And did his happen to father as well, the thought occurred. When Andrew Callican arrived for his own hadithi, did he find himself alone, his arrival unremarked? And if so, why didn't tell me what to expect?
Still, whilst the lack of an honour guard or even a welcome reception was a serious breach of etiquette, it wasn't actually an impediment to progress. The small chamber Ryarn had found himself within had only a single exit apart from the airlock itself, so there was no chance that he could get lost; at least, not yet. And the Kambi clearly didn't want him to feel out of place any more than they wanted him getting turned around; the chamber might have been small, but it was lavishly decorated in the very latest Throneworld fashions. Lebrulli crystal cast rainbow slivers across purple velvet and died blue lellbeist hides. Wood-carved triptychs recounted the Battle of Du'nai and the Third Exodus with a skill that outstripped many of the artisans Ryarn's father kept on retainer to power the endless circular renovation of the palace. And everywhere, images of Antrew VI Callican himself appeared; portraits and busts and holo-busts and more portraits. The standard joke back home was that each time the Emperor- or Empress-of-All died, the necessary updates to Throneworld drained the Imperial coffers so much it would be cheaper to bribe every person in human space to pretend to not notice that the face no longer matched the coins.
All in all, this was a profoundly impressive display. The Kambi, he had to admit, had certainly done their homework.
As soon as he got close enough and the door slid open Ryarn could tell it led not to a corridor but to a lift. He stepped inside and turned to study the buttons to try and figure out which to press, only to find there weren't any. A moment later, the door closed again, and Ryarn felt the slight pull of g-force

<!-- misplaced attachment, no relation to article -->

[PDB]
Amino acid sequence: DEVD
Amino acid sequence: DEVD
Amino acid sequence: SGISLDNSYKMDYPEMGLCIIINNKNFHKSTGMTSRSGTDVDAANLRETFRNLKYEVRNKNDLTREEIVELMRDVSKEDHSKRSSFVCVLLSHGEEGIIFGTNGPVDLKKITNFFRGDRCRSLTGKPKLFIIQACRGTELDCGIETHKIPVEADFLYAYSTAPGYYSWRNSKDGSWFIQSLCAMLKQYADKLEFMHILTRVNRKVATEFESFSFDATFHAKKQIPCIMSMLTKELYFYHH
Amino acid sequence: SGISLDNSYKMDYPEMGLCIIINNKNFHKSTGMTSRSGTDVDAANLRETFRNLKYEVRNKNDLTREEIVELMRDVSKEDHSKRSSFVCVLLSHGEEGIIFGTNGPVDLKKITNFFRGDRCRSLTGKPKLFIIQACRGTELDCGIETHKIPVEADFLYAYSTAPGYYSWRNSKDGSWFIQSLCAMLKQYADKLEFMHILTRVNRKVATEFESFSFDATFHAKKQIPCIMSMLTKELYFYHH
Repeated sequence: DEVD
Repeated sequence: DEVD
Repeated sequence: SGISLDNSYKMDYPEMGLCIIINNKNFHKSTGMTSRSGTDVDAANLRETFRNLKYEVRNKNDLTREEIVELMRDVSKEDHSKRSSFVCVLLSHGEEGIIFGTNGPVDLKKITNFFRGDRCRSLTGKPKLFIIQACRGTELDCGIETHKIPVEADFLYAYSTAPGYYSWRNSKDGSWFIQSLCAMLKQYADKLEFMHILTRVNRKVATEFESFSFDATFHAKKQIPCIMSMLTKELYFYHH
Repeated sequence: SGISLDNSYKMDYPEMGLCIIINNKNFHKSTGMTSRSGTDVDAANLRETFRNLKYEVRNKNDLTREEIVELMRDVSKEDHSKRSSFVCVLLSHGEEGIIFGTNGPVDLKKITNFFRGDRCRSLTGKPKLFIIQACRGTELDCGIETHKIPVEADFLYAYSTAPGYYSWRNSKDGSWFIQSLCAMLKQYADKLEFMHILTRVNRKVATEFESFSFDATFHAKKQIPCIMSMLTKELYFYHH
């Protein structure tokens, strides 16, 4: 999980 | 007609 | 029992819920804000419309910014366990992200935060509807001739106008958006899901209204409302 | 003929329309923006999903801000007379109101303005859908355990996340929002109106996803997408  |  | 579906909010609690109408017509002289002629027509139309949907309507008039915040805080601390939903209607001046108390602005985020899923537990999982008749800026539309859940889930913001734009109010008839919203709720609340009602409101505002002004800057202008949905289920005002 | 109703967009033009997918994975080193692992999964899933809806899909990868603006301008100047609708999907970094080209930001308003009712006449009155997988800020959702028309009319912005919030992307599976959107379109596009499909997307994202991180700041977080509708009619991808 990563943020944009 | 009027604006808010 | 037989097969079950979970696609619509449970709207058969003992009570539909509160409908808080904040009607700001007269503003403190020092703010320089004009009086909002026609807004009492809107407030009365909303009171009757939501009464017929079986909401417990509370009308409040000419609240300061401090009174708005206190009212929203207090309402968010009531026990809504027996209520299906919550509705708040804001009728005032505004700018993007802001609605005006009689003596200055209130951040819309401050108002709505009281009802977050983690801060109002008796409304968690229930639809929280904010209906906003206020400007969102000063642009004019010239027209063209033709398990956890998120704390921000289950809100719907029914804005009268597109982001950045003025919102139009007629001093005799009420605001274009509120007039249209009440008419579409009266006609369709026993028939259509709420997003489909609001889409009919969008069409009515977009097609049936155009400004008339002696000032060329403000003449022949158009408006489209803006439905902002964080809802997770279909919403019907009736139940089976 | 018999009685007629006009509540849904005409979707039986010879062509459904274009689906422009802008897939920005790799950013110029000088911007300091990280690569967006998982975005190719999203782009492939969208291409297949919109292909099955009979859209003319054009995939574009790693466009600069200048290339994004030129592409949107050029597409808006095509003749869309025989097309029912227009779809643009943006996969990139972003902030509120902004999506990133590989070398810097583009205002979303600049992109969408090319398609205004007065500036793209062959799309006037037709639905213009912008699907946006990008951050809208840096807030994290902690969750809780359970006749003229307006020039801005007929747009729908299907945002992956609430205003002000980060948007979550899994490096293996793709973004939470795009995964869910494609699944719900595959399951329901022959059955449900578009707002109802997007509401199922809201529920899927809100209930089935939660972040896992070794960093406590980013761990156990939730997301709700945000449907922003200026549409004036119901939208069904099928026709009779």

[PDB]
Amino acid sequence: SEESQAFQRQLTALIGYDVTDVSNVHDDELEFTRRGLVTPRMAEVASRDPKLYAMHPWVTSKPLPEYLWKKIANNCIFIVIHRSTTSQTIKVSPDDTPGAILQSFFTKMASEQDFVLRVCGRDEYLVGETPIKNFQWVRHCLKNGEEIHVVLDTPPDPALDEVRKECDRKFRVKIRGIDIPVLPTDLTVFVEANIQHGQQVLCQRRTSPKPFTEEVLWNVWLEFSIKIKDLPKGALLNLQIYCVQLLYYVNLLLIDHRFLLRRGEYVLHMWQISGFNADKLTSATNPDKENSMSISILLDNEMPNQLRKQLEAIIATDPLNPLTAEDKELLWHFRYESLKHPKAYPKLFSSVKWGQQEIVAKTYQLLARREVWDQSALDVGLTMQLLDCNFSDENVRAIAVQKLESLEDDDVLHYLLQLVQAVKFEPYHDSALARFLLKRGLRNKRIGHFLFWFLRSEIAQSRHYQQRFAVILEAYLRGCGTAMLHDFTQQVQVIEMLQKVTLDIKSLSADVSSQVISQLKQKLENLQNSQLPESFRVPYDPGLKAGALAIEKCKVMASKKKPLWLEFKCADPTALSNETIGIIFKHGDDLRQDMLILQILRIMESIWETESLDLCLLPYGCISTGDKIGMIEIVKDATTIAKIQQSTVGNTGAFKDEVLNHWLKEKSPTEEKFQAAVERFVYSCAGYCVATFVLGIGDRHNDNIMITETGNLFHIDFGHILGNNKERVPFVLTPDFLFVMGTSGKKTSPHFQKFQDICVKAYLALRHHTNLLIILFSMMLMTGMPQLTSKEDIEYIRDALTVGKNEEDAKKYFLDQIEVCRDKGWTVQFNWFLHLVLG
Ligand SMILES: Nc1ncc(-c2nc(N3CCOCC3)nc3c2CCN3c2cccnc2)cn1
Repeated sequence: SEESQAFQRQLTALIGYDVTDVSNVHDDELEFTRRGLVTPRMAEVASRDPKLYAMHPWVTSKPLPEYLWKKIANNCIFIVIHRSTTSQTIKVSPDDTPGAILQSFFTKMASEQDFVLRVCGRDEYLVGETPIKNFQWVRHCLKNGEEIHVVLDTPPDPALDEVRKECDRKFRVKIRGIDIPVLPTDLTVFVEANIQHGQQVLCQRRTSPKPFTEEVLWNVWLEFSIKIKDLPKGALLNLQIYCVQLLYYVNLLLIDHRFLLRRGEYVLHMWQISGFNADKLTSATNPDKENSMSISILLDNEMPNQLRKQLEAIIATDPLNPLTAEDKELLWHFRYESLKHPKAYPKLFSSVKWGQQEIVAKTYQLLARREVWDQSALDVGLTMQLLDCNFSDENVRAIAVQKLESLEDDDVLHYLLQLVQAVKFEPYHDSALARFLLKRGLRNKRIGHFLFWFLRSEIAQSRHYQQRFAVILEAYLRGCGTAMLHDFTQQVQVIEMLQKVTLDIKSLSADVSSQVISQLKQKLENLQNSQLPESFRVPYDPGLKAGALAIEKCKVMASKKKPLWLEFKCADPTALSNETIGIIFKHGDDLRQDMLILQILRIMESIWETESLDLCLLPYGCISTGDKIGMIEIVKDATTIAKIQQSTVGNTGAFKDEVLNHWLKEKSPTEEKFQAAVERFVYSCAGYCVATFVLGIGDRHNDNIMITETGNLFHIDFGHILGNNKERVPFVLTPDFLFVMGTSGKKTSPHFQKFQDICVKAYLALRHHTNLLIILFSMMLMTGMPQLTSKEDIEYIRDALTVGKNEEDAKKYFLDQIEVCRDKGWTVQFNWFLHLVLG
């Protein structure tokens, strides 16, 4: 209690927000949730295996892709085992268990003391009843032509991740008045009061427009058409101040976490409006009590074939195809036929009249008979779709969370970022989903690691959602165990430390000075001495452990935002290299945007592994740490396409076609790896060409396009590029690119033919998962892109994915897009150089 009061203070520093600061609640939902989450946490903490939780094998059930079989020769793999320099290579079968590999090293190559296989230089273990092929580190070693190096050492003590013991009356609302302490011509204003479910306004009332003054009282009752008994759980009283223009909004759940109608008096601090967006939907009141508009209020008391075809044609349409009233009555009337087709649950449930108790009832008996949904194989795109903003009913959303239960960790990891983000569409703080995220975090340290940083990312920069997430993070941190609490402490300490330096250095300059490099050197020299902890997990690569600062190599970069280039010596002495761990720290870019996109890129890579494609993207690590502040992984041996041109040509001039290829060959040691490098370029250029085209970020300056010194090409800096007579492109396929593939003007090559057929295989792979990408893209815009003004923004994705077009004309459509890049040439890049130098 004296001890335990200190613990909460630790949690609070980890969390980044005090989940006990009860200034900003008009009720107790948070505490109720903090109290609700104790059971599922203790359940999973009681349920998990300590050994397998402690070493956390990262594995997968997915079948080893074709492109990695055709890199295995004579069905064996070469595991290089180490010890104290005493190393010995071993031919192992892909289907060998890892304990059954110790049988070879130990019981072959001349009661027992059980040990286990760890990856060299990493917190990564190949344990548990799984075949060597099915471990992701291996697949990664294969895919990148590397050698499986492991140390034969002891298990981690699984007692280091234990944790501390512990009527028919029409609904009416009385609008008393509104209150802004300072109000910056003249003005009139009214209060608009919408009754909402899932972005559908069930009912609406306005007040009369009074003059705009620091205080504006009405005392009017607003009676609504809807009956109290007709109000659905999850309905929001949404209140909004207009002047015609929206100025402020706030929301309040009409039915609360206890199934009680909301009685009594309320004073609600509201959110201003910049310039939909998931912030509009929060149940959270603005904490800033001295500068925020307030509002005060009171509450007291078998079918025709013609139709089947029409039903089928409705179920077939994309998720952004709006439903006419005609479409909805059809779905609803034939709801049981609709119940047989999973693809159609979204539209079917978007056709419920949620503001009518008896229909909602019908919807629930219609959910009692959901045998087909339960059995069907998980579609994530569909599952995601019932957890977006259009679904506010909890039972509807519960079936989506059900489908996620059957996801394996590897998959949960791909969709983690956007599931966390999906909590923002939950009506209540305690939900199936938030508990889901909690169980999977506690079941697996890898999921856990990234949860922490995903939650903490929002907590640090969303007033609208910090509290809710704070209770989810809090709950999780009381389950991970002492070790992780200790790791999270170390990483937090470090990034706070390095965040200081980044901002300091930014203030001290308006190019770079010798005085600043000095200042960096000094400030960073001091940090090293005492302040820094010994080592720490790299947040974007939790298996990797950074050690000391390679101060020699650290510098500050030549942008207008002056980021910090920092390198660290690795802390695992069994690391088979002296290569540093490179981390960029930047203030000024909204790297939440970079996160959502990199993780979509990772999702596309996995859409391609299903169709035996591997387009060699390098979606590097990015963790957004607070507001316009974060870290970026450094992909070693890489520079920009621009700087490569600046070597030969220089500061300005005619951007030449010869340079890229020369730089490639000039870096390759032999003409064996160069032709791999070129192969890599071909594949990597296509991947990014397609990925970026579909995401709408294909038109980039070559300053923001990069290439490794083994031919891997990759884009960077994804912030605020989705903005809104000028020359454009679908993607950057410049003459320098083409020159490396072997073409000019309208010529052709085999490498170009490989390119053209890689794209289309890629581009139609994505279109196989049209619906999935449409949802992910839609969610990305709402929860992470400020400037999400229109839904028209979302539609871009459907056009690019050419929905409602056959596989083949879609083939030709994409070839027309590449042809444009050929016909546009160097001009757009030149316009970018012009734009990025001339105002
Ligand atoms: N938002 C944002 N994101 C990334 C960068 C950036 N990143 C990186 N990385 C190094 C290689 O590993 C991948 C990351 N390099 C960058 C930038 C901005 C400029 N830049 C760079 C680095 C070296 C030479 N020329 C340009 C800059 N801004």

that announced he was moving upward. It was only a few moments before it stopped again, and the doors whispered open to reveal another chamber, It was, Ryarn judged, of identical dimensions to the room he'd just left - a common approach in space-borne facilities, when the other kind of space was at a premium, but otherwise the two places shared nothing in common.
Actually, that wasn't quite true. Both were sumptuous in their decor, it was just that this room was decked out in the trapping of New Hellespont rather than that of Throneworld. Ryarn new both style and planet well. Only a few light years distant and with regular wormhole openings, New Hellespont was a vassal world that was under direct Imperial administration, rather than simple tithe-payers like the worlds in the Kambi. During his last state visit the locals had decorated their low, deep villas with endless paper friezes of endemic wildlife and strange, double-folded chairs carved from stone. According to what he saw here, the friezes had become a little more martial and the seating even more baffling in their contrivance. These might have been inaccuracies, of course, but given the pitch-perfect rendition of Throneworld, Ryarn thought it more likely his own recollections were simply outdated. He wondered for a few moments whether he should enter the room, despite it being no more occupied than the last one and lacking an airlock in addition, but then his nostrils caught the scent of burnt ozone that betrayed the presence of a holding field. Peering closely, Ryarn could just discern a faint shimmer across the entrance to the lift, like a heat haze but without the same sense of something rising. Clearly this presumably perfect reconstruction was something for him to view, not visit. Perhaps a minute after the lift had stopped to show him this chamber, the doors closed once more and once more he felt the tug of upward movement.
The next time the doors opened it was to the smell of ozone and a room arranged to look like it sat upon the nearby Kambi world of Nekohachi, all pillars and acute angles and long, mournful masks.